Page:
Dogs that aren’t spayed or neutered may be more than just an inconvenience in Onalaska, WI, they may be a liability. The importance of spaying and neutering can’t be stressed enough, but it can be presented in a different light.
Behavioral issues with dogs that aren’t neutered or spayed can lead to a variety of legal ramifications.
Many dogs, both male and female, exhibit aggressive behavior before they are spayed or neutered. This can lead to the dog attacking other dogs or people. Even if the dog doesn’t bite or injure, you may still be sued for damages if the aggression causes “undue stress”.
Not only can many jurisdictions fine you, but you could be legally liable to the other dog’s owner or individuals that your dog has attacked.
In some states the owner isn’t liable for the first bite, the “One-bite” rule, but many state laws say that the owner is liable for any bites, whether or not the dog has exhibited aggressive behavior or not.
Male dogs that aren’t neutered tend to roam. No matter how high the fence, or how tough the lead, they will jump it or break it to get to their goal.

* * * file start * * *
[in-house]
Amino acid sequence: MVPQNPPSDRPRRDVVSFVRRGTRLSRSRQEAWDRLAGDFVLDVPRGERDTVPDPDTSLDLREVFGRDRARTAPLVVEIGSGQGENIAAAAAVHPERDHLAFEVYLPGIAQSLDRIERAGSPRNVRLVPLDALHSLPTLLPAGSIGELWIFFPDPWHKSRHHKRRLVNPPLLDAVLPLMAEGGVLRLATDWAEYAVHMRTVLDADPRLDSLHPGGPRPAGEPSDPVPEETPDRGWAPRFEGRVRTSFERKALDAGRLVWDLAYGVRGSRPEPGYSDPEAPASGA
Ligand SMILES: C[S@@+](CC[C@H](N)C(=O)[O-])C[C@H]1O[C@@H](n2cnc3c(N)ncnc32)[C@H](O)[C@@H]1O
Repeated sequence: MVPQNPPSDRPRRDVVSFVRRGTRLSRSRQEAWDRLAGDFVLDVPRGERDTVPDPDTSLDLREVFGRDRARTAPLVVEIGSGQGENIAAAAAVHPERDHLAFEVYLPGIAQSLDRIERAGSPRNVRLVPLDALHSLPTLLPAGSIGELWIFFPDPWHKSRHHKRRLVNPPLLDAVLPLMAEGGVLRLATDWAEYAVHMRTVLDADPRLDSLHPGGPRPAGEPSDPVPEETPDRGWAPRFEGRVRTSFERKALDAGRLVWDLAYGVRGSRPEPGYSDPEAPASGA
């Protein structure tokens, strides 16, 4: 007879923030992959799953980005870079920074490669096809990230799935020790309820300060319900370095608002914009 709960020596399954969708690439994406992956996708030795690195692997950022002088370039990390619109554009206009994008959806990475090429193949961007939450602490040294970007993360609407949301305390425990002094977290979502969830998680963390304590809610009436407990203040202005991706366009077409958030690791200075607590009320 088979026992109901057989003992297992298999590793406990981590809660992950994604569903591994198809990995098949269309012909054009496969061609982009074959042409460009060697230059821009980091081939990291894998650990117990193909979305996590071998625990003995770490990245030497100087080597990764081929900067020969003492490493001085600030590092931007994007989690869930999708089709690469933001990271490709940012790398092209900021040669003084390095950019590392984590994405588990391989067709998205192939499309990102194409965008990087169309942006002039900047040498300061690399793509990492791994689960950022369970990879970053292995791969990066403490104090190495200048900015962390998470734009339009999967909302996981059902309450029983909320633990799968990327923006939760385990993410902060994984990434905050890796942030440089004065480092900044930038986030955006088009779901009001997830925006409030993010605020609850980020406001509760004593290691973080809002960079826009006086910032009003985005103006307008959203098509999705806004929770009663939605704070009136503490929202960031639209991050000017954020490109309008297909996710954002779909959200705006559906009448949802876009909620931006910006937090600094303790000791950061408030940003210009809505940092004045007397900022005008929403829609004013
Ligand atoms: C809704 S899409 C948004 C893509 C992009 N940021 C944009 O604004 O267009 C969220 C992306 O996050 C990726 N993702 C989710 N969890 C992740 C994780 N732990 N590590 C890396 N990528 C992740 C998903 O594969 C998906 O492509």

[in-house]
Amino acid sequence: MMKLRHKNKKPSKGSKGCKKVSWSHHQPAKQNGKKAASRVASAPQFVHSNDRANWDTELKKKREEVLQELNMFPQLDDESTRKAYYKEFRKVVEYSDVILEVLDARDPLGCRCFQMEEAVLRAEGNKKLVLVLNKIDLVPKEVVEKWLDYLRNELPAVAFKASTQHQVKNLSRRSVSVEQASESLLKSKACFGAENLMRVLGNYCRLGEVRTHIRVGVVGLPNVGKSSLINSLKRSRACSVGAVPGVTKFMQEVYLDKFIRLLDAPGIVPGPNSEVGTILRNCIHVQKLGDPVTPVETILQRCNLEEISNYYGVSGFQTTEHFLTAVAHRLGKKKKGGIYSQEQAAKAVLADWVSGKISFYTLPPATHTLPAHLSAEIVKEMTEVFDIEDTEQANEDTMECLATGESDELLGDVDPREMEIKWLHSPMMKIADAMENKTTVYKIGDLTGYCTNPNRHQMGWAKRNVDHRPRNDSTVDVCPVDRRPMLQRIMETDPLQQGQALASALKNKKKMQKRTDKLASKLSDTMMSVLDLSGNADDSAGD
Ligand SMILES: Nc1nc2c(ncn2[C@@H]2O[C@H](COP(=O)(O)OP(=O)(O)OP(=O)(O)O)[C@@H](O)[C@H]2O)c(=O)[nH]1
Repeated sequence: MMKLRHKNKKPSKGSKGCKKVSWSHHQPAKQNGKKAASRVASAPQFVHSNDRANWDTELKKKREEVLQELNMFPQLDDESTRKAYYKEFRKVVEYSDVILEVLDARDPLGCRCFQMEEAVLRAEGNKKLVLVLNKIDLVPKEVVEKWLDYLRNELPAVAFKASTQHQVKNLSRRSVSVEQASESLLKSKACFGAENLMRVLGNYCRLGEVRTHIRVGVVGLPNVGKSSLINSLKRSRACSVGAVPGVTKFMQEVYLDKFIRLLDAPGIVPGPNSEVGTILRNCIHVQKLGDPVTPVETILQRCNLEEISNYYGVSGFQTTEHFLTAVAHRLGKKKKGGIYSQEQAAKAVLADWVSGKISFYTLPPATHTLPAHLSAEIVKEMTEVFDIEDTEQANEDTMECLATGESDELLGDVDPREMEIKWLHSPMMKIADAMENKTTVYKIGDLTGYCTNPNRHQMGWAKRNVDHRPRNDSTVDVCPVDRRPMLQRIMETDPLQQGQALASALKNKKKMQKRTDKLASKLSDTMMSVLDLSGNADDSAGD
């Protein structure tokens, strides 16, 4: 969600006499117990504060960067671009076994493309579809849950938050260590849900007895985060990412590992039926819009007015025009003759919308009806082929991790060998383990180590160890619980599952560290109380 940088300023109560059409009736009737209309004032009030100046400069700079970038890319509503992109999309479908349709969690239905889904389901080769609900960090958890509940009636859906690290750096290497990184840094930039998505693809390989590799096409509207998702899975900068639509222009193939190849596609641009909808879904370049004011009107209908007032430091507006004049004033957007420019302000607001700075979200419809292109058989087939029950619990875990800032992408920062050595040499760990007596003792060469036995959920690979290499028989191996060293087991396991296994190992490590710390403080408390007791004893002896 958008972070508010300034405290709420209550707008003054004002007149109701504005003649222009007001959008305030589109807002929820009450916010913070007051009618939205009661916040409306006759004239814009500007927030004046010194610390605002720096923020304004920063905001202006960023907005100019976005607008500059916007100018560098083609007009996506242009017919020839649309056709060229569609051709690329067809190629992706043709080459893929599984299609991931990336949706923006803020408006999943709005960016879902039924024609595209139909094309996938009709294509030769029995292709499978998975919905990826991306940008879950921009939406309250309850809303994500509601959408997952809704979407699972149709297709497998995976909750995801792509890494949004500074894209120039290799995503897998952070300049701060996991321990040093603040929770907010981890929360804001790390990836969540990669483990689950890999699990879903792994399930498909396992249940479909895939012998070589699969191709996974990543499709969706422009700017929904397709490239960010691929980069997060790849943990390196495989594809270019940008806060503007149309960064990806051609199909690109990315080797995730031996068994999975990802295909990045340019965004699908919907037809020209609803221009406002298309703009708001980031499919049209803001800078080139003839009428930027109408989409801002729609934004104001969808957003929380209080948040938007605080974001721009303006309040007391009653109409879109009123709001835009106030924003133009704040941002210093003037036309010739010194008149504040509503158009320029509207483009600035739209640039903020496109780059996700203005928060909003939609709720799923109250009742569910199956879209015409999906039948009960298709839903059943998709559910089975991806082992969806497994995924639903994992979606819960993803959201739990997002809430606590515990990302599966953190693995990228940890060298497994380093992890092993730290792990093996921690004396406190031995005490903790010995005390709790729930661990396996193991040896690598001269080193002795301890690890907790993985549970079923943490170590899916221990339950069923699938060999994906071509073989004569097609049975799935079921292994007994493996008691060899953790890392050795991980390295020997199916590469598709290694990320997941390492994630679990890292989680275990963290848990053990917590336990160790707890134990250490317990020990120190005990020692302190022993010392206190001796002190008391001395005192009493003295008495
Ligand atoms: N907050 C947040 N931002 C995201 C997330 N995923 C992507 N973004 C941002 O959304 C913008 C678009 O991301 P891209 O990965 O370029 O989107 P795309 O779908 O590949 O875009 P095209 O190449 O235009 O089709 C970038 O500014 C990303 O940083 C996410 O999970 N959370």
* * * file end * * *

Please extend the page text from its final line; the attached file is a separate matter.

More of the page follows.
They will dig under flowerbeds, chew through wood, whatever it takes, and in many cases those prize winning roses and that cedar fence isn’t your own.
Neighbors have the right to sue for damage to their property and with the propensity of security cameras, and CCTV, the proof is now in the video.
Negligence is unreasonable carelessness. If your animal gets out, even if you have a fence or are doing your best to keep them in the yard, it’s often difficult to defend.
It can be an addition to any suit involving attacks or property damage.
If your dog reaches their goal, male or female, and litters are born, you may be liable for “child support”. If your female dog gets in with a male purebred stud, you could be sued for the pups, or forced to have the pups aborted.
If your male dog reaches his goal, after hopping the fence and digging up the garden, you may be liable for vet bills on top of the damages whether the female is purebred or not.
All behavior issues aren’t solved by having your dog spayed or neutered. Depending on the breed, or the temperament of the dog, you may still have issues with aggressive behavior.
Your dog might still dig up a garden or try to tunnel under your fence to roam the streets. But having those dogs spayed or neutered is a step in being able to prove that you aren’t being negligent.